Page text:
The next method is to pass in a factory object to do the creation...

<?php
require_once('socket.php');

class Telnet {
   function Telnet($network) {
        $this->_network = $network;
    }
    ...
    function connect($ip, $port, $username, $password) {
        $socket = $this->_network->createSocket($ip, $port);
        $socket->read( ... );
        ...
        return $socket;
    }
}
?>

This is probably the most highly factored answer as creation is now moved into a small specialist class. The networking factory can now be tested separately, but mocked easily when we are testing the telnet class...

class TelnetTest extends UnitTestCase {
    ...
    function testConnection() {
        $socket = new MockSocket();
        ...
        $network = new MockNetwork();
        $network->returnsByReference('createSocket', $socket);
        $telnet = new Telnet($network);
        $telnet->connect('127.0.0.1', 21, 'Me', 'Secret');
    }
}

The downside is that we are adding a lot more classes to the library. Also we are passing a lot of factories around which will make the code a little less intuitive. The most flexible solution, but the most complex.

Well techniques like "Dependency Injection" tackle the problem of instantiating a lot of constructor parameters. Unfortunately knowledge of this pattern is not widespread, and if you are trying to get older code to work, rearchitecting the whole application is not really an option.

Is there a middle ground?

Protected factory method

There is a way we can circumvent the problem without creating any new application classes, but it involves creating a subclass when we do the actual testing. Firstly we move the socket creation into its own method...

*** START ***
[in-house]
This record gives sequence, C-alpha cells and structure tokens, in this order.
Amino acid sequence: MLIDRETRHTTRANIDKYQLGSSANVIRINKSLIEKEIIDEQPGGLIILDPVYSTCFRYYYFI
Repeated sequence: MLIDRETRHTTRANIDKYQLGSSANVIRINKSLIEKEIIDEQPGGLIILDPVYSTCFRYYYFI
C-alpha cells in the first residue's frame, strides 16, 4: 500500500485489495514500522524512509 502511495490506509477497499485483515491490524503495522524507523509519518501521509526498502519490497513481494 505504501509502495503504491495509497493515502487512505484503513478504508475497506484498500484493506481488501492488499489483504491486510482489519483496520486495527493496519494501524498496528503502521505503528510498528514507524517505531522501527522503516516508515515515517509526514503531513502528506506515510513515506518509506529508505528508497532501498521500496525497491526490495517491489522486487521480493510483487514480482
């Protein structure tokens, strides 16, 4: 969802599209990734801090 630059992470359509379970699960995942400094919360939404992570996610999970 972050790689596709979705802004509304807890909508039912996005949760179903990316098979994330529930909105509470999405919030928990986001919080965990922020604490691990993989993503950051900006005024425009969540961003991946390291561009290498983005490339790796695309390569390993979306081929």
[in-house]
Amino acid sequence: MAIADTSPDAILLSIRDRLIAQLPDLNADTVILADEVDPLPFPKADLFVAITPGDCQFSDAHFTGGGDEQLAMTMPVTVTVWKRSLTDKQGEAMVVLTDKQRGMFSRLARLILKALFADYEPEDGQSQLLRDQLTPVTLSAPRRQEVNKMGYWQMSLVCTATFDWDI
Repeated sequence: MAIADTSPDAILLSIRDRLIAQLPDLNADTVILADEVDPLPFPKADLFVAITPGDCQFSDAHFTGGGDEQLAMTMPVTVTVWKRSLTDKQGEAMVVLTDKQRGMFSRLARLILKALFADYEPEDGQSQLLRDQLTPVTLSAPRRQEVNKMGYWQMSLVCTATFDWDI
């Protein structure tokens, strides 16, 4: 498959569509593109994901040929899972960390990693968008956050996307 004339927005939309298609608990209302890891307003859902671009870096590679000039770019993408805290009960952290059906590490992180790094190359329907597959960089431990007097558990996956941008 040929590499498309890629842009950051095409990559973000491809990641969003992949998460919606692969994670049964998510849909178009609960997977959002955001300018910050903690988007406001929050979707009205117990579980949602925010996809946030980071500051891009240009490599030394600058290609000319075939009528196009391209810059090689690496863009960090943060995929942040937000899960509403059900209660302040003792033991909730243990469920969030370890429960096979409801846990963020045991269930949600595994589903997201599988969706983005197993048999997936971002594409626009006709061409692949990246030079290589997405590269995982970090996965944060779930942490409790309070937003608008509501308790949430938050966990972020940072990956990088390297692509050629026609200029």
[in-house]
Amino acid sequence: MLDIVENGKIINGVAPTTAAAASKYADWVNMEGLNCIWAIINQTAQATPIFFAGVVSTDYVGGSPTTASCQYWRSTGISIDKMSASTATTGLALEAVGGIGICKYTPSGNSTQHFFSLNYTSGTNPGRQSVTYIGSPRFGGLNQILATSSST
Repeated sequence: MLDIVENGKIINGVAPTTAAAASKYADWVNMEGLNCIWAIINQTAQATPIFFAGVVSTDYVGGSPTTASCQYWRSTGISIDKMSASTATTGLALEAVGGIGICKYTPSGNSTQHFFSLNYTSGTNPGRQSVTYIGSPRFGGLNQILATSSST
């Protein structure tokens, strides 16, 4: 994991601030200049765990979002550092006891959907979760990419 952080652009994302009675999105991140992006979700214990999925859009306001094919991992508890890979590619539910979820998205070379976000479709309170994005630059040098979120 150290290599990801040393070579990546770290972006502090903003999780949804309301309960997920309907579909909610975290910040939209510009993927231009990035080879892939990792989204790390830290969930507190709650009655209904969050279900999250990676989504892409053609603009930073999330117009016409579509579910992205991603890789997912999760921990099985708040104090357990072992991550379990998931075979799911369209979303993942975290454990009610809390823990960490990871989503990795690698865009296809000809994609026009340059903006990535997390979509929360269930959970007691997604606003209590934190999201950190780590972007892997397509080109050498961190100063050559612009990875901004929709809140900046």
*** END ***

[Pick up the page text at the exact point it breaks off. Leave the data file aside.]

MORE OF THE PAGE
<?php
require_once('socket.php');

class Telnet {
    ...
    function connect($ip, $port, $username, $password) {
        $socket = $this->createSocket($ip, $port);
        $socket->read( ... );
        ...
    }

    protected function createSocket($ip, $port) {
        return new Socket($ip, $port);
    }
}
?>

This is a pretty safe step even for very tangled legacy code. This is the only change we make to the application.

For the test case we have to create a subclass so that we can intercept the socket creation...

class TelnetTestVersion extends Telnet {
    var $mock;

    function TelnetTestVersion($mock) {
        $this->mock = $mock;
        $this->Telnet();
    }

    protected function createSocket() {
        return $this->mock;
    }
}

Here I have passed the mock in the constructor, but a setter would have done just as well. Note that the mock was set into the object variable before the constructor was chained. This is necessary in case the constructor calls connect(). Otherwise it could get a null value from createSocket().

After the completion of all of this extra work the actual test case is fairly easy. We just test our new class instead...

class TelnetTest extends UnitTestCase {
    ...
    function testConnection() {
        $socket = new MockSocket();
        ...
        $telnet = new TelnetTestVersion($socket);
        $telnet->connect('127.0.0.1', 21, 'Me', 'Secret');
    }
}

The new class is very simple of course. It just sets up a return value, rather like a mock. It would be nice if it also checked the incoming parameters as well. Just like a mock. It seems we are likely to do this often, can we automate the subclass creation?